Letters to The Editor: November 18-24, 2021


The Editor:

As we begin the holiday season celebrating our blessings of abundance, it is easy to forget that many individuals and families in our community struggle daily to simply put food on the table.

While most of the world stopped, our mission did not pause. Like everyone, we have been faced with ever changing obstacles through a succession of crisis as a result of a pandemic that won’t go away. 

We have never faced a greater challenge than feeding increasing numbers of people for longer periods of time as they face illness, and inflated prices for food, housing, fuel and medicine; they are seniors, children, and adults who are employed, under-employed, unemployed and

We do our very best to carry families and individuals through one of the most difficult times in memory and, without doubt, none of what we have faced and overcome would have been possible without the unwavering support of our community. We are so very grateful to everyone who has offered us support. You have been our lifeline through these difficult times.

So now, we must ask for your help once again. An anonymous benefactor has once again offered us $30,000, if that amount is matched by community donations through our Matching Funds Campaign from now until December 20, 2021. These funds are vital for us to continue to offer milk and eggs next year to families who are in need.

We realize that these are difficult times for everyone and it pains us to have to ask for your help once again. We are all facing new health, economic and supply chain challenges as we crawl back from the outcome of the pandemic. This community has never wavered in support of our mission to offer hungry individuals and families food for today and hope for tomorrow, and we are so very grateful for each of you.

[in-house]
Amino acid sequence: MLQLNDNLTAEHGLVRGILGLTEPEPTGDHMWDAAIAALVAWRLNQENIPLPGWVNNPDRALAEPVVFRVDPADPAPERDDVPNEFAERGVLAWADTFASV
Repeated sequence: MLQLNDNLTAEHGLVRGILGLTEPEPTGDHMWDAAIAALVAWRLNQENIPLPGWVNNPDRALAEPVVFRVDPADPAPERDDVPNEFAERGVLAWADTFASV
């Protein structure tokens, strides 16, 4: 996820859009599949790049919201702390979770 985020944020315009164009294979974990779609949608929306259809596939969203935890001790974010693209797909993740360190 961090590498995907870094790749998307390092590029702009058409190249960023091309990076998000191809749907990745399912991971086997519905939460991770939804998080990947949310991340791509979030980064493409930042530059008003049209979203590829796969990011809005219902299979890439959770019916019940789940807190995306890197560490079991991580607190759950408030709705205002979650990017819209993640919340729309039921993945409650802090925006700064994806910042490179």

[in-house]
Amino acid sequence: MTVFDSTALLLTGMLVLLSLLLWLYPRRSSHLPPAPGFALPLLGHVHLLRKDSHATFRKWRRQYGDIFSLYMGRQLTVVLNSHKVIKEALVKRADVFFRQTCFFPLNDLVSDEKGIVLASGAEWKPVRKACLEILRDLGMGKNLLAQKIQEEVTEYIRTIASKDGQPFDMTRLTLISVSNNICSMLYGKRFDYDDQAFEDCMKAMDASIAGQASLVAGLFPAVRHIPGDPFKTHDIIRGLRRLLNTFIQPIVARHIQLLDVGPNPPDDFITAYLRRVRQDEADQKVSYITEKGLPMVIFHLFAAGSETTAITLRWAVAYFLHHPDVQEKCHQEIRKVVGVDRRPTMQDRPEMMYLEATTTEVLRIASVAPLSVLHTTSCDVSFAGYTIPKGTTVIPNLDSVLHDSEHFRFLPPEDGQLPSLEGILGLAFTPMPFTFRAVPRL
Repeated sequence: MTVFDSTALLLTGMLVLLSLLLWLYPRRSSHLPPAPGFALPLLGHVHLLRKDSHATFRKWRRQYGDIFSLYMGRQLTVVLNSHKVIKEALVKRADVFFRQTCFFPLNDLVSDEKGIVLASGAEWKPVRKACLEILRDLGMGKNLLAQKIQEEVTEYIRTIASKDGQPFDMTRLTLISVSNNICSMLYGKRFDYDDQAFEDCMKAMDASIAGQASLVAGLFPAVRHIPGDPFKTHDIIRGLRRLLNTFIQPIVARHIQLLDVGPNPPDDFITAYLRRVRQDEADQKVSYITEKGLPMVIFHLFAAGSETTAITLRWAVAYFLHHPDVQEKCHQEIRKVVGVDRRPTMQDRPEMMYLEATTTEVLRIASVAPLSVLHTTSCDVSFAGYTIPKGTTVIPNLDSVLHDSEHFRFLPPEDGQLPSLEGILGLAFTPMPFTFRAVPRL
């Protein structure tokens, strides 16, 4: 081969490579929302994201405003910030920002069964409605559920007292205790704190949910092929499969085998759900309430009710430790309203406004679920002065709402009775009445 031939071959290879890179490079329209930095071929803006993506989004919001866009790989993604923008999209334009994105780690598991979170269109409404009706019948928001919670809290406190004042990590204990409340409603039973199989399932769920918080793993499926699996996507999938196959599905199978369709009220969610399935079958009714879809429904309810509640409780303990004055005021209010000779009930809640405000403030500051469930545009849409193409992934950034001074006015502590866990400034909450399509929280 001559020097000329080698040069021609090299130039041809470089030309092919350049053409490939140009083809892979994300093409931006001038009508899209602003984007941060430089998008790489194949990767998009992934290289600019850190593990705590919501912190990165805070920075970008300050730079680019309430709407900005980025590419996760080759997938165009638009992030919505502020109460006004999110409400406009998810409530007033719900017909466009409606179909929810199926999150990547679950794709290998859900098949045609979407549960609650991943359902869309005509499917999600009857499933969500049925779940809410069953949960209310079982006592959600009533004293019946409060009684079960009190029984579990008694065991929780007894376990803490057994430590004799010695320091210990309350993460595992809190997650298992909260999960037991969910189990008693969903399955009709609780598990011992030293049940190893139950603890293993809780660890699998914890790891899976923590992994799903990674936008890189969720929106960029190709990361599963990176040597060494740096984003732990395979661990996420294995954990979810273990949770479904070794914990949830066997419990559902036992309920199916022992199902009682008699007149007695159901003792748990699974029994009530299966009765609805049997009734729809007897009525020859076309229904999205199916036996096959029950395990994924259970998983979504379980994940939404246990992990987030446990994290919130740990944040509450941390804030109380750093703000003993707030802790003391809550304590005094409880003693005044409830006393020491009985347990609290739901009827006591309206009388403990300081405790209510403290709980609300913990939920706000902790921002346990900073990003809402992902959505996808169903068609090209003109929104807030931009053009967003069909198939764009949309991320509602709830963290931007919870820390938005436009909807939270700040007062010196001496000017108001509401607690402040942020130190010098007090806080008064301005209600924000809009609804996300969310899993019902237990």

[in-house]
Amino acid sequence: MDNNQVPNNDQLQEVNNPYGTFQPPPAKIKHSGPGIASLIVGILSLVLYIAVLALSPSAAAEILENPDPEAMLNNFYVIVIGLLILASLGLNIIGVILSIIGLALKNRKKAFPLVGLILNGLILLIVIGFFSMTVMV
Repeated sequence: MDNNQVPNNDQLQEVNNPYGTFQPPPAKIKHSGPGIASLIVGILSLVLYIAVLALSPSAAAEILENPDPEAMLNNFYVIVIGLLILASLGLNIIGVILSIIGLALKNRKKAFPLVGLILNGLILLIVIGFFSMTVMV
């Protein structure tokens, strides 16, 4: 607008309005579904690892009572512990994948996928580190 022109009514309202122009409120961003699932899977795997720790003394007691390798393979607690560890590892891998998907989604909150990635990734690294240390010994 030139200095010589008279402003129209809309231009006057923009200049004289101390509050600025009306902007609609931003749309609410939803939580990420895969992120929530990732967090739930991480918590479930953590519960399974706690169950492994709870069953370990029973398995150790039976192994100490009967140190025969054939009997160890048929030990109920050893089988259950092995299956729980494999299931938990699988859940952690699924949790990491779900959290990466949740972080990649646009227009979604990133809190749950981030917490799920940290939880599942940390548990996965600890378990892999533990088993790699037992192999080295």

If you can help us meet this goal, thank you. If you are struggling to feed your family, please come to us. We are here for you.

Wishing you all a blessed holiday season, and thank you for caring.

Sally Church

Blaine Food Bank operations manager


The Editor:

We should give thanks to farmworkers every time we eat a meal. If it weren’t for their labor and skills, our plates would be empty. They deserve our support to ensure that their needs and fundamental human rights are met.

Heat stress is a frequent risk to farmworkers. Long periods doing physically demanding work in high temperatures and humidity can cause field workers to develop a range of illnesses, including respiratory problems, acute kidney injury (AKI), and potentially chronic kidney disease (CKD). Studies point to heat stress and dehydration as causes of AKI and CKD among farmworkers. 

A group of farmworker advocates, labor organizations and health experts will send a letter soon to the governors of Washington, Oregon and California with recommendations on permanent rule-making for agricultural worker protections from wildfires, heat and smoke.

Australia Hernandez Tobon, a Whatcom County promotora, with Community to Community Development (C2C), is familiar with the dangers facing farmworkers, which are worse now with rising temperatures. Her organization is a signatory to the letter to the governors because centering the voices of farmworkers and their advocates is crucial to ensuring the best protections. C2C urgently requests residents to support farmworkers by adding their names to the sign-on letter, too. November 19 is the deadline for signatures.

The Western States Pact (WA, OR, CA) is just the beginning to get consistent standards for worker protections across state lines, then throughout the country. 

Farmworkers perform one of the most dangerous and arduous jobs; they should not have to fight for access to something so basic as sufficient clean drinking water, rest and shade. 

As the backbone of our food supply chain, please honor farmworkers and their families – add your name to the protections and standards letter, here: shorturl.at/knsAL.

Micki Jackson 



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